I personally liked the idea of creating an internal competition between what was bound to be two groups of people working on different technologies because competition could only improve the performance of both the BC and NBC multichannel audio coding solutions.
At the same meeting I was involved in an unusual case. One evening, past midnight, I was working with a group of MPEG members in a room at Columbia University that was hosting the MPEG meeting. Tristan Savatier, then with Thomson Consumer Electronics, Los Angeles and a very active member of the Video group, felt the need for a cup of coffee and went out to get one but found the kitchen door locked. He worked on the lock, got in the kitchen and had his cup of coffee but was caught red-handed by the night security. Of course his intentions became known to me only after the fact. I had to take responsibility for Tristan’s future actions – for that evening, I mean, not forever – or I would have lost his work that night.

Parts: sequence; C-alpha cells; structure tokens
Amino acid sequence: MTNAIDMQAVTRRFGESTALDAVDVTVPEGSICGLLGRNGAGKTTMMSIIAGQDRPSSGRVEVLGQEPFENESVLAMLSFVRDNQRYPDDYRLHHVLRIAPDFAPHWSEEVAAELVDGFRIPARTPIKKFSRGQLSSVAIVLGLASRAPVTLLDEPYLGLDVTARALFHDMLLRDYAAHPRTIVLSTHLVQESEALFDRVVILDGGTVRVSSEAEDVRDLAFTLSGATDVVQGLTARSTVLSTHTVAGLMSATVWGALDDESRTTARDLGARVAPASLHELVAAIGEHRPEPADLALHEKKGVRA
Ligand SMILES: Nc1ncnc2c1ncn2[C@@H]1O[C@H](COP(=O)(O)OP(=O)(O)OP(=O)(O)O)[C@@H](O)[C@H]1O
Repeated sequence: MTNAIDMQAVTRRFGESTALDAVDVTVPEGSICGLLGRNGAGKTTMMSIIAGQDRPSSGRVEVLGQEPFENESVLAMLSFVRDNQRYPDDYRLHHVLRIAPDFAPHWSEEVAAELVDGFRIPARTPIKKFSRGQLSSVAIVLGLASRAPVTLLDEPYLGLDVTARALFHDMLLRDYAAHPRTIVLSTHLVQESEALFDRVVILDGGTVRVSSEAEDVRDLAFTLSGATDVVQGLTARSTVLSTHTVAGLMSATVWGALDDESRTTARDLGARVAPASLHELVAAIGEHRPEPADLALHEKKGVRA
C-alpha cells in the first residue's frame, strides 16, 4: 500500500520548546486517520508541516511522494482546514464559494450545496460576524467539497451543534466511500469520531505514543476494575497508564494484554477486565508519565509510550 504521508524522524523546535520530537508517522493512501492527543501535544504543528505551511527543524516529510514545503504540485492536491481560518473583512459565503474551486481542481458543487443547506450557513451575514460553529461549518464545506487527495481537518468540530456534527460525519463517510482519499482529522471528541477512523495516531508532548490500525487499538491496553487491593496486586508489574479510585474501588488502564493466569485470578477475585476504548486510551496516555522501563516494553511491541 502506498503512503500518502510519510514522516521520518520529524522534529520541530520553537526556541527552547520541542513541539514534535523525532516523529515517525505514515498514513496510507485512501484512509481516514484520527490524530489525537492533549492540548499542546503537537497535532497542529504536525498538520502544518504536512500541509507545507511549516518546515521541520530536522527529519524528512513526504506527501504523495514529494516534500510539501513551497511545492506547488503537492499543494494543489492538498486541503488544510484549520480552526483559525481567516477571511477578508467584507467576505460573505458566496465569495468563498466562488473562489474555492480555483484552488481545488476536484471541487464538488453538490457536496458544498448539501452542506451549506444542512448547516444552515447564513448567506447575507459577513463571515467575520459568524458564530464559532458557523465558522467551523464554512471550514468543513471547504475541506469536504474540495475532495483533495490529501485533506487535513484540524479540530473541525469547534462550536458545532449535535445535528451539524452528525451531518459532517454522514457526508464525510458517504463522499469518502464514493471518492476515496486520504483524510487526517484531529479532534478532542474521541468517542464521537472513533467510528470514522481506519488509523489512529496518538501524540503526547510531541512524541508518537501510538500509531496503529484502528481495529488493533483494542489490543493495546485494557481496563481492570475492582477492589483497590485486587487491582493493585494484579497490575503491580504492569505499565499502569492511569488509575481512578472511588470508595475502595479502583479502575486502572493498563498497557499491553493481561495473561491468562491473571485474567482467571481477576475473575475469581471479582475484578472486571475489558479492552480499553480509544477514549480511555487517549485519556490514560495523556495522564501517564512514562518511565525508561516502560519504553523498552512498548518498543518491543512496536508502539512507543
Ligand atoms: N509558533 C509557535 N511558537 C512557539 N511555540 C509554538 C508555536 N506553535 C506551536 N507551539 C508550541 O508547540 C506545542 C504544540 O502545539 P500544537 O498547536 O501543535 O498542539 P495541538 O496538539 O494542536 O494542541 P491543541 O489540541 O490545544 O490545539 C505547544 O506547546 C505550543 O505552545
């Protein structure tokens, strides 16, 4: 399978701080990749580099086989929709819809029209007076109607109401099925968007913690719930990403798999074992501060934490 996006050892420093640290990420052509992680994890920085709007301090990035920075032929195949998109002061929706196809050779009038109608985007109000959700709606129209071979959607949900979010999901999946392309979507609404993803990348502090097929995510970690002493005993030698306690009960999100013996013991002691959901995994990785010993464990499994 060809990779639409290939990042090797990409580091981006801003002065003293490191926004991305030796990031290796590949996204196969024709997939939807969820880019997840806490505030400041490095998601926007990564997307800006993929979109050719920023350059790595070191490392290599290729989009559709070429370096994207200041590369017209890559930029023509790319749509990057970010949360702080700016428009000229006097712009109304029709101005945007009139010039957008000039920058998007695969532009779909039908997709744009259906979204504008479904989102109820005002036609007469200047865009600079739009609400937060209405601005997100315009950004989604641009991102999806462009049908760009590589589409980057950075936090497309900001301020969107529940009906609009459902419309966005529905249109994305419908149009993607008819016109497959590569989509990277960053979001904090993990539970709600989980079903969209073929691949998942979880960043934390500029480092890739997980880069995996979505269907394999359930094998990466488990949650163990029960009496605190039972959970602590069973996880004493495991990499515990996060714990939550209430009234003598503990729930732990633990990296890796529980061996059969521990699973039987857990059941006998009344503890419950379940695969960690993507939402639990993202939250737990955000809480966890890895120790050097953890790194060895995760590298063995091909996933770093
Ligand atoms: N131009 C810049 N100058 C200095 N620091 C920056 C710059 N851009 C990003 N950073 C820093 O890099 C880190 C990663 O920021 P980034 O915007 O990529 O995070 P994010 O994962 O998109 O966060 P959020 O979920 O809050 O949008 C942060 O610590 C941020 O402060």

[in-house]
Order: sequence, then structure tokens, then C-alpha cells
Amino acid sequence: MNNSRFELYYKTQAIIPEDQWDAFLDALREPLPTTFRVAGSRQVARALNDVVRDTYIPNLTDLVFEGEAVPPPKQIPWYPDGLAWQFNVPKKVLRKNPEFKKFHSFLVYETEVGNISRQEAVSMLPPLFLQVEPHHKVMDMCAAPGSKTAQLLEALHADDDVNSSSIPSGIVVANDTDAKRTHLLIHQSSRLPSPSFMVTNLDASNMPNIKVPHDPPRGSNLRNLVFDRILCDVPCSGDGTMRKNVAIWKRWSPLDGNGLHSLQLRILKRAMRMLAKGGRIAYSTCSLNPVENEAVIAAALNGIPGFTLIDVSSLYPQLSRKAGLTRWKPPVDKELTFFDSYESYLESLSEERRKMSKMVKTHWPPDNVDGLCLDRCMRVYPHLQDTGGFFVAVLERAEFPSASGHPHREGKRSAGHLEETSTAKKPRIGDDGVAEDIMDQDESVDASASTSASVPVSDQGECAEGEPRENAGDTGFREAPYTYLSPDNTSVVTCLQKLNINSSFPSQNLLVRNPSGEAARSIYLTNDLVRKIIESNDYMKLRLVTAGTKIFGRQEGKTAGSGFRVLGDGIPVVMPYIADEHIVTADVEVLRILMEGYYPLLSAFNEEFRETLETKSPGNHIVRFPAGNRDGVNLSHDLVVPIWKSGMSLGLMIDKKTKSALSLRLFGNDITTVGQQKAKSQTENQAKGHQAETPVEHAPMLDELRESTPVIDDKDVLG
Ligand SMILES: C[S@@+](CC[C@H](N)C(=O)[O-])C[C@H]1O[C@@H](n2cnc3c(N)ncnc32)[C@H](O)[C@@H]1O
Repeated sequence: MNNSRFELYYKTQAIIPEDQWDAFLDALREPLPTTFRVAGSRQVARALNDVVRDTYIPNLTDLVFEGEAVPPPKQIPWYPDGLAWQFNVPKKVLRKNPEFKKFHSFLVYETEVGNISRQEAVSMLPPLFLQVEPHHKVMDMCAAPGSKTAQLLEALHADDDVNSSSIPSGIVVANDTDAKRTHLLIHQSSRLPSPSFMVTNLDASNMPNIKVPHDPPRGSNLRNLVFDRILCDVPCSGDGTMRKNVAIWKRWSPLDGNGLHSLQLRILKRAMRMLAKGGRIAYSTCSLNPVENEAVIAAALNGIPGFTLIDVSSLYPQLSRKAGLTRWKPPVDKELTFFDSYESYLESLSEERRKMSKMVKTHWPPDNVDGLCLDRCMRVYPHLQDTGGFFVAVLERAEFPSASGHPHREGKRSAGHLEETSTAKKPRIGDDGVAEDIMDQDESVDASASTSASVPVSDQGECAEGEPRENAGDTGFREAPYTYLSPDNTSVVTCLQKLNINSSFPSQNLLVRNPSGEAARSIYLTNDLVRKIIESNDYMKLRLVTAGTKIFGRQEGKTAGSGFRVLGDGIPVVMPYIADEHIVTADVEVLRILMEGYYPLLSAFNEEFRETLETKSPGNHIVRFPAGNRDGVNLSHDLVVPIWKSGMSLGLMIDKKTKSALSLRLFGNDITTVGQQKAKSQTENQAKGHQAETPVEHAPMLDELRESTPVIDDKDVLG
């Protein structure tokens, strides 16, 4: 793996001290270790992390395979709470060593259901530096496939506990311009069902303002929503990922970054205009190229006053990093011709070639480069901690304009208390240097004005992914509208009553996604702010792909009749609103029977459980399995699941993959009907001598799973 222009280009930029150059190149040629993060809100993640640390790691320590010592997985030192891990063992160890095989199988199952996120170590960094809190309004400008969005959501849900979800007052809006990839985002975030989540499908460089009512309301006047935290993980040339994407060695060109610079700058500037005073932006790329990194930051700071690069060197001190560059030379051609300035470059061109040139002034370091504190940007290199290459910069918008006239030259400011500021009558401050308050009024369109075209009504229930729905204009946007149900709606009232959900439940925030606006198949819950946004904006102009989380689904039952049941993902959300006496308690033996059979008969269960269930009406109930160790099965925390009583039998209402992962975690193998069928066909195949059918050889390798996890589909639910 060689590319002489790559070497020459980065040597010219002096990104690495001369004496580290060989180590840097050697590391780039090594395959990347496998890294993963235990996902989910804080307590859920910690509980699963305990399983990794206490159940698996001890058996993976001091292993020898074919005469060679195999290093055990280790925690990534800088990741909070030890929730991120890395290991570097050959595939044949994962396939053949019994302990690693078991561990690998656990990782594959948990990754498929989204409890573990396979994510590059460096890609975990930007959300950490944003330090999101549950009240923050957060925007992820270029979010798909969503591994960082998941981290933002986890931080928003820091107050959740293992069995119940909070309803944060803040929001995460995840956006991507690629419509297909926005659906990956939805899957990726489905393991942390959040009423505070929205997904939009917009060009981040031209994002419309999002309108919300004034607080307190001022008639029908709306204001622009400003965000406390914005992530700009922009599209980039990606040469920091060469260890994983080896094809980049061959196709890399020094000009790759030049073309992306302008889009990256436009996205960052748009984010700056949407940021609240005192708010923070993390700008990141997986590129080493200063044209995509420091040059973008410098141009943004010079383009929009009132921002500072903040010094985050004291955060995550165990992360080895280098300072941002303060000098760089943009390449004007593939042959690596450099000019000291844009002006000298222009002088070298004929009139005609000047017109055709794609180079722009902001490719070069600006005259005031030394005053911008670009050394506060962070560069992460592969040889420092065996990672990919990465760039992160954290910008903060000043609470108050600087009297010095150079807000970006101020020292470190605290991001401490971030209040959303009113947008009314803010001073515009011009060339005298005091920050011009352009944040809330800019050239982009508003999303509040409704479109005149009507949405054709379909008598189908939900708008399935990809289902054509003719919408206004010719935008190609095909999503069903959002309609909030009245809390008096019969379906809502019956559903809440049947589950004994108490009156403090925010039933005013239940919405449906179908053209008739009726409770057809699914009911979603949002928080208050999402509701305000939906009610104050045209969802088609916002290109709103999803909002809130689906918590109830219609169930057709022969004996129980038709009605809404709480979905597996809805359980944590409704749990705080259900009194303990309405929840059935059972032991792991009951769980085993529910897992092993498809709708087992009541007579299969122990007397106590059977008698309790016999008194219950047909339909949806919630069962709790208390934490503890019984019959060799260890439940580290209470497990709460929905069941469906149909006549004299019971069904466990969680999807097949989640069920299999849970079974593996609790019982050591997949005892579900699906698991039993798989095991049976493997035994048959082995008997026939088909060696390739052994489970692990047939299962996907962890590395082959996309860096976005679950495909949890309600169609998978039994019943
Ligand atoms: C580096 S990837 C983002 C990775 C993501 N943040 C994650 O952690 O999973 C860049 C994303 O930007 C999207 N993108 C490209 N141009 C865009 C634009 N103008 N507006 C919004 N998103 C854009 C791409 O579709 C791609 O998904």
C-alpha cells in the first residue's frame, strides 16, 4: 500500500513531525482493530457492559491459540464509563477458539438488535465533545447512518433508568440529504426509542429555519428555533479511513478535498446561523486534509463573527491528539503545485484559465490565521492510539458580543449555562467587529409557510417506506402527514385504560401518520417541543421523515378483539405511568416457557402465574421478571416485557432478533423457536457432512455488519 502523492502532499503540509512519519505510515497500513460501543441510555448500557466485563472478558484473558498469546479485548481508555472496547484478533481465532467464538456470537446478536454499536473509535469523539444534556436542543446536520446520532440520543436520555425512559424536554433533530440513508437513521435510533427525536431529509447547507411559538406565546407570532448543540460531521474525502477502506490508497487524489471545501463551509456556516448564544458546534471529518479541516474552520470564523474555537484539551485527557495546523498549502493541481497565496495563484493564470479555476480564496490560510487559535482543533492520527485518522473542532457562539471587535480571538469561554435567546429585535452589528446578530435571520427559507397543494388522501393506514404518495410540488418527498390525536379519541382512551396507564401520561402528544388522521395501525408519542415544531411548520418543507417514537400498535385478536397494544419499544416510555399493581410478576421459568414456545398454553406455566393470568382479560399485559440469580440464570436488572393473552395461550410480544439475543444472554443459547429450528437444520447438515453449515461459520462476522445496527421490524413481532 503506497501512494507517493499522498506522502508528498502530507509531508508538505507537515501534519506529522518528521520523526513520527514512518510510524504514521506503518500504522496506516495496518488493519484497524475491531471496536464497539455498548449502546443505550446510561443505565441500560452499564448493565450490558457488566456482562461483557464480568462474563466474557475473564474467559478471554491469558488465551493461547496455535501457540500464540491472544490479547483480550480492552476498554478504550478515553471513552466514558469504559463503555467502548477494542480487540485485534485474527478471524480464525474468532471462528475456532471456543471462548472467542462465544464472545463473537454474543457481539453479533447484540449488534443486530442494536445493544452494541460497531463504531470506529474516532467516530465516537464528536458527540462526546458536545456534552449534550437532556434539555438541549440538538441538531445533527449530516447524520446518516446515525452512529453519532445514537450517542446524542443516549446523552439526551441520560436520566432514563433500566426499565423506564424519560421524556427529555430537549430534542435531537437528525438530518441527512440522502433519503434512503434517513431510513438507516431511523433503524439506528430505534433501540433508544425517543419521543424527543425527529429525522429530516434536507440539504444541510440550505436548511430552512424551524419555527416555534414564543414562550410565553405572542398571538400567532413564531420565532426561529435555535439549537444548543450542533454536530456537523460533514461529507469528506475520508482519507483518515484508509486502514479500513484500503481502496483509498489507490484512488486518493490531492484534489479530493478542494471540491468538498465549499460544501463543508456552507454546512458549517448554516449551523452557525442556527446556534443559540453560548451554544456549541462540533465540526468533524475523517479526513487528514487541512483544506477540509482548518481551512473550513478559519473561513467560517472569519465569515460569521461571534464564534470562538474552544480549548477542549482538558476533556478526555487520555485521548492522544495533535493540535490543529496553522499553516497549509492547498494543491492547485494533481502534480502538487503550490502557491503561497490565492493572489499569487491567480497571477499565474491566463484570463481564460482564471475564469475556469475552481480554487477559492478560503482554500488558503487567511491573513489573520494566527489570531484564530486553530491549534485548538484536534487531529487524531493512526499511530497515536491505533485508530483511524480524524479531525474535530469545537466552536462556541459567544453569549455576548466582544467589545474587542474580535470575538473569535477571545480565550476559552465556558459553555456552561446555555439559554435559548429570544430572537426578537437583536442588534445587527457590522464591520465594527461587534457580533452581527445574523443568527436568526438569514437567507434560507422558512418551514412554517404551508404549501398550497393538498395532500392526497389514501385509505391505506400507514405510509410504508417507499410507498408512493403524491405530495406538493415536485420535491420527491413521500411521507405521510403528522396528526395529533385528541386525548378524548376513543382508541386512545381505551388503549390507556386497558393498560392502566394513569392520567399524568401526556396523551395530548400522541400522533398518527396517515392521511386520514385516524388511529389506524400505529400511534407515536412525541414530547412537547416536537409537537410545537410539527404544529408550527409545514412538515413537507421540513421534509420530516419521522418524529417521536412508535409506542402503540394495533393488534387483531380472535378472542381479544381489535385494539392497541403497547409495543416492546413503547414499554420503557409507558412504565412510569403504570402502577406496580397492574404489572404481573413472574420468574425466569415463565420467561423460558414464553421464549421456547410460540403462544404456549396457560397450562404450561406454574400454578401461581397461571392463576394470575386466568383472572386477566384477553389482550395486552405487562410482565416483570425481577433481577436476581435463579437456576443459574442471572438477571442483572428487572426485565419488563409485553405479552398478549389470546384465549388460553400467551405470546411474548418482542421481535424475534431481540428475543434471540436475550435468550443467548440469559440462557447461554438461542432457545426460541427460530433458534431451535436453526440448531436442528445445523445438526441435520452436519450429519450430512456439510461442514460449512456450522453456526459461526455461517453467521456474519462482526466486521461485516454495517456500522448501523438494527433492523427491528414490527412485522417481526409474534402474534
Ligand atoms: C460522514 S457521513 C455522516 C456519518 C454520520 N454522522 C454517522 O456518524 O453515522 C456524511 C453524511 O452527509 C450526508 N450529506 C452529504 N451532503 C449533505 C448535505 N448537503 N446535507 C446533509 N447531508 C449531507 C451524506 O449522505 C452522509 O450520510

Unexpectedly, at the Paris meeting in March 1994, the US NB requested that MPEG endorse a specific proprietary multichannel audio coding solution as one element of the MPEG-2 Audio standard family. My reaction, at the mid-week plenary, that this was not in line with the MPEG policy of major standards developed within the group, was greeted with whistles of disapproval on the part of some members. The Friday plenary saw a rather lengthy monologue of mine interrupted by a few exchanges of words with some MPEG members. This was a christening of fire for Peter Schirling of IBM, who had just been appointed as head of the US delegation, as Cliff Reader had left that position one year before at the Sydney meeting and had been replaced by Greg Wallace, then with 3DO, who had left that position the meeting before. The meeting ended with a confirmation of the MPEG policy that continues to this day.